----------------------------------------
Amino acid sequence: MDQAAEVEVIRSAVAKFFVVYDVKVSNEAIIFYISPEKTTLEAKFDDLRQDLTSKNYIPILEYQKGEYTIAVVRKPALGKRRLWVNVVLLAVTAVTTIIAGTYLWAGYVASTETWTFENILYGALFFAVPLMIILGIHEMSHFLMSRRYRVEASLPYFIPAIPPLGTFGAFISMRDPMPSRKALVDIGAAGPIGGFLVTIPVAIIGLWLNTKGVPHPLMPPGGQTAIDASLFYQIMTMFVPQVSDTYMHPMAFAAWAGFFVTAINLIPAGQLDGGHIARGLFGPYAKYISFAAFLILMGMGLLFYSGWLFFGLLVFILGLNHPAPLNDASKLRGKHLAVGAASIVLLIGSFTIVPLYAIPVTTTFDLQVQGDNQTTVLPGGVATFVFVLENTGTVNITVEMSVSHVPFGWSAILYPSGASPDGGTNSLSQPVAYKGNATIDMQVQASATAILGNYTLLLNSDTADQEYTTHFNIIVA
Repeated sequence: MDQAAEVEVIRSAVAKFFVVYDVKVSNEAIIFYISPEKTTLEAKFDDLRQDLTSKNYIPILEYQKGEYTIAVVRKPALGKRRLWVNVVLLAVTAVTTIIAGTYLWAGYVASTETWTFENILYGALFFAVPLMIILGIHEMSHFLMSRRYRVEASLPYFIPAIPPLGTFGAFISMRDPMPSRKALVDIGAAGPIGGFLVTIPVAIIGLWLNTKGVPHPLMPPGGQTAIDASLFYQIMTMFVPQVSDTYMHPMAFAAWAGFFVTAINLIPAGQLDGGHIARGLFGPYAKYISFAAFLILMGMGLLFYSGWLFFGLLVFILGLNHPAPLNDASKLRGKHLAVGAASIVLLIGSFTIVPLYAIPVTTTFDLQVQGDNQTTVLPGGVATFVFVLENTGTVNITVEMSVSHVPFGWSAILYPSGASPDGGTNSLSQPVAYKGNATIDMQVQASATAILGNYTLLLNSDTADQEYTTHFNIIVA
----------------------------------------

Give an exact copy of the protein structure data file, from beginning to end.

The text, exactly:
Amino acid sequence: MDQAAEVEVIRSAVAKFFVVYDVKVSNEAIIFYISPEKTTLEAKFDDLRQDLTSKNYIPILEYQKGEYTIAVVRKPALGKRRLWVNVVLLAVTAVTTIIAGTYLWAGYVASTETWTFENILYGALFFAVPLMIILGIHEMSHFLMSRRYRVEASLPYFIPAIPPLGTFGAFISMRDPMPSRKALVDIGAAGPIGGFLVTIPVAIIGLWLNTKGVPHPLMPPGGQTAIDASLFYQIMTMFVPQVSDTYMHPMAFAAWAGFFVTAINLIPAGQLDGGHIARGLFGPYAKYISFAAFLILMGMGLLFYSGWLFFGLLVFILGLNHPAPLNDASKLRGKHLAVGAASIVLLIGSFTIVPLYAIPVTTTFDLQVQGDNQTTVLPGGVATFVFVLENTGTVNITVEMSVSHVPFGWSAILYPSGASPDGGTNSLSQPVAYKGNATIDMQVQASATAILGNYTLLLNSDTADQEYTTHFNIIVA
Repeated sequence: MDQAAEVEVIRSAVAKFFVVYDVKVSNEAIIFYISPEKTTLEAKFDDLRQDLTSKNYIPILEYQKGEYTIAVVRKPALGKRRLWVNVVLLAVTAVTTIIAGTYLWAGYVASTETWTFENILYGALFFAVPLMIILGIHEMSHFLMSRRYRVEASLPYFIPAIPPLGTFGAFISMRDPMPSRKALVDIGAAGPIGGFLVTIPVAIIGLWLNTKGVPHPLMPPGGQTAIDASLFYQIMTMFVPQVSDTYMHPMAFAAWAGFFVTAINLIPAGQLDGGHIARGLFGPYAKYISFAAFLILMGMGLLFYSGWLFFGLLVFILGLNHPAPLNDASKLRGKHLAVGAASIVLLIGSFTIVPLYAIPVTTTFDLQVQGDNQTTVLPGGVATFVFVLENTGTVNITVEMSVSHVPFGWSAILYPSGASPDGGTNSLSQPVAYKGNATIDMQVQASATAILGNYTLLLNSDTADQEYTTHFNIIVA